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I'm developing an app with Jersey where I have many resources. Although main functionality of these resources varies, they share lots of common methods (like list, read, update and etc). The app runs on Google App Engine and uses Guice for dependency injection.

My first approach was to have a generic AbstactResource which contains all common logic, and it's respectively extended by all other resources which add their required custom methods.

public class AbstractResource<T> {

@GET
public ListPage<T> list(@QueryParam("limit") Integer limit,
    @QueryParam("start") Integer start) {
    // ... implementation
}

@GET
@Path("/{id}")
public T get(@PathParam("id") Long id) {
    // ... implementation
}

And sample resource looks like:

public class TenantResource extends AbstractResource<Tenant> {
    // custom resource related methods here
}

Everything works fine in this case. The problems appear when I add one more level of abstraction. Let's say if I want to store history and changelogs only for some of my resources. I've created one more abstract class extending AbstractResource called AudiatableResource which adds the required functionality.

public abstract class AuditableResource<T extends AuditableModel> 
    extends AbstractResource {
        // here I override update and create methods to save changelogs
}

As you see the type parameter in this case has changed (now it extends AuditableModel).

New concrete resources will look like:

public class PropertyResource extends AuditableResource<Tenant> {
    // custom resource related methods here
}

In this case everything still works, but this time I'm getting lots of warning messages on start-up:

WARNING: Return type T of method public T com.pkg.AbstractResource.get(java.lang.Long) is not resolvable to a concrete type
WARNING: Return type T of method public T com.pkg.AbstractResource.getNew() is not resolvable to a concrete type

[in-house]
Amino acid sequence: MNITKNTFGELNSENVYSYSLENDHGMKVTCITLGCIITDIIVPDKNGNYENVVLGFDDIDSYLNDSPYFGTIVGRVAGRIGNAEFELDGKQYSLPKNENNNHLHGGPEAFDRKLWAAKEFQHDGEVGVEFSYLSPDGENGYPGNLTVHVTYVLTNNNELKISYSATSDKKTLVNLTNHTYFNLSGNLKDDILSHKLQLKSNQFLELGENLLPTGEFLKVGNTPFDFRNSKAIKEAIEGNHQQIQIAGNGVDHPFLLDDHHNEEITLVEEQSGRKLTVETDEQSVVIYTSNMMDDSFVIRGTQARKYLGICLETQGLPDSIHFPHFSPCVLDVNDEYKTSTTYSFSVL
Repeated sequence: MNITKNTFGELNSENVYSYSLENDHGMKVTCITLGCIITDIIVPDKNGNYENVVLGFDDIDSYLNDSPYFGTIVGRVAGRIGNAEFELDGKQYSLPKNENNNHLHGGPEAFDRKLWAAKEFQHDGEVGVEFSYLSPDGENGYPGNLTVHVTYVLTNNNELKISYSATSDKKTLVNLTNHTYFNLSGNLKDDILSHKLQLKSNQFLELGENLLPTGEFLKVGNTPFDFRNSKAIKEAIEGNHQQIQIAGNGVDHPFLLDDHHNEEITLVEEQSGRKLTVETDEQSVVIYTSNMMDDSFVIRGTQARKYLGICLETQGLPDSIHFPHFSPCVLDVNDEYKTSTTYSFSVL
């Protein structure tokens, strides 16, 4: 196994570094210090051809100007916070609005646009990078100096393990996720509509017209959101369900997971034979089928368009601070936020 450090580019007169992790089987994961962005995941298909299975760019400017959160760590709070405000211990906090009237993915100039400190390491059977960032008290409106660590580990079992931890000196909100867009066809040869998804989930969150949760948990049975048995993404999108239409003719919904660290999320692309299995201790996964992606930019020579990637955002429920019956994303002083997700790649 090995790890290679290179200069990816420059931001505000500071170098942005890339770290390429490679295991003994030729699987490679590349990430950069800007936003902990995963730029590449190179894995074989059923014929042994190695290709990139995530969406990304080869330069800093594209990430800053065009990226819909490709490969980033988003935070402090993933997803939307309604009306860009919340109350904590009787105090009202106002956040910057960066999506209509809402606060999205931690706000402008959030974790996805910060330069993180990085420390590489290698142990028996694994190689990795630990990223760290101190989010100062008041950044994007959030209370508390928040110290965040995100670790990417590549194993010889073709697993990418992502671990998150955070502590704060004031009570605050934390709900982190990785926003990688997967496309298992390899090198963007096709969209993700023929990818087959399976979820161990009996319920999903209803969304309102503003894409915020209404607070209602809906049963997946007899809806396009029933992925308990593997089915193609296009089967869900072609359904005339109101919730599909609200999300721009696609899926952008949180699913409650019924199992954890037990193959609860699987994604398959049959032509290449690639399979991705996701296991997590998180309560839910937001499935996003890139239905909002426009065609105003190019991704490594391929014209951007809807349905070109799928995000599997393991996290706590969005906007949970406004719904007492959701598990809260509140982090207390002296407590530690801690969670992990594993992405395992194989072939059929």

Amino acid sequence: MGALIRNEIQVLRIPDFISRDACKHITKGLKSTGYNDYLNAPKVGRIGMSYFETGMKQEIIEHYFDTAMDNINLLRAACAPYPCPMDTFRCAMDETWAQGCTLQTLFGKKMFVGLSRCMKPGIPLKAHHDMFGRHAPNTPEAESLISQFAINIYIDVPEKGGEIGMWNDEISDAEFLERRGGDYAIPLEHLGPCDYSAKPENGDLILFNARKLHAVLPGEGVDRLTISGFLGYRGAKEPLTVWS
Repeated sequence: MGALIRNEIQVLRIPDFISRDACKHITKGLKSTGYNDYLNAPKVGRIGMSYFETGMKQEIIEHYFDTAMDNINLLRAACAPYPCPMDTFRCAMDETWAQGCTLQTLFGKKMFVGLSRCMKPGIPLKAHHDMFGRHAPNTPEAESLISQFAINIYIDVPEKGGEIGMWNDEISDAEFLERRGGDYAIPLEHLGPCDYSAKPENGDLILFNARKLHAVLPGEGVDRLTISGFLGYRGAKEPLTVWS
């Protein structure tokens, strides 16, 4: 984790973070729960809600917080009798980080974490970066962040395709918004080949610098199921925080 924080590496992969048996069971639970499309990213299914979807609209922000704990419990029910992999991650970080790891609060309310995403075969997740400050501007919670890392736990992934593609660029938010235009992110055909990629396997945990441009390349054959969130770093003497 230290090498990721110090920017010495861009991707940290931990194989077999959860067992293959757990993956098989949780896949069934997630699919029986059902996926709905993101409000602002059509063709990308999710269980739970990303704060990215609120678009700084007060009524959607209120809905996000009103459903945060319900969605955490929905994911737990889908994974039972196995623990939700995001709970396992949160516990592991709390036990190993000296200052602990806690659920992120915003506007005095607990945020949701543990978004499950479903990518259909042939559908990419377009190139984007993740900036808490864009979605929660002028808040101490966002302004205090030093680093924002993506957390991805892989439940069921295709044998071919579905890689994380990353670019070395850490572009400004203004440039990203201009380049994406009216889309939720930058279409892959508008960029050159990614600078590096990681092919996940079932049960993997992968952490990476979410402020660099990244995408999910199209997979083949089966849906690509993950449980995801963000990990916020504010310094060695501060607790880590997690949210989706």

WARNING: Return type com.pkg.data.ListPage<T> of method public com.pkg.ListPage<T> com.pkg.AbstractResource.list(java.lang.Integer,java.lang.Integer) is not resolvable to a concrete type

I really wonder if this approach is correct using Jersey and if I can just ignore this messages. It would be interesting to know how resources are organized in cases when there are large number of them.

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1 Answer 1

up vote 4 down vote accepted

One way to go is to separate the definition of the resources from the implementation.

  • Have very simple resource classes, defining the different services you want to offer. This way, the API you expose through rest is easily located and audited. The different methods are probably delegates to an implementation class
  • Implement the business logic of your resources in the implementations, where you might want to use inheritance to factor common behavior.

The reason you get those messages at runtime is that jersey uses runtime information about types in the resource. Generic type information being erased at compile time, it cannot get the actual return type of the generic class methods. If you provide a REST "facade" to your implementation, you can make this explicit.

public class Facade {
  private final PropertyResource propertyResource;
  public Facade() {
    propertyResource = new PropertyResource();
  }
  @GET
  @Path("somepath")
  public Tenant something() {
    return propertyResource.something();
  }
}
share|improve this answer
    
thank you very much for your advice. Now I understand the issue I had with my approach. I will try separating definition and implementation the way you suggested –  turan May 4 '12 at 21:44

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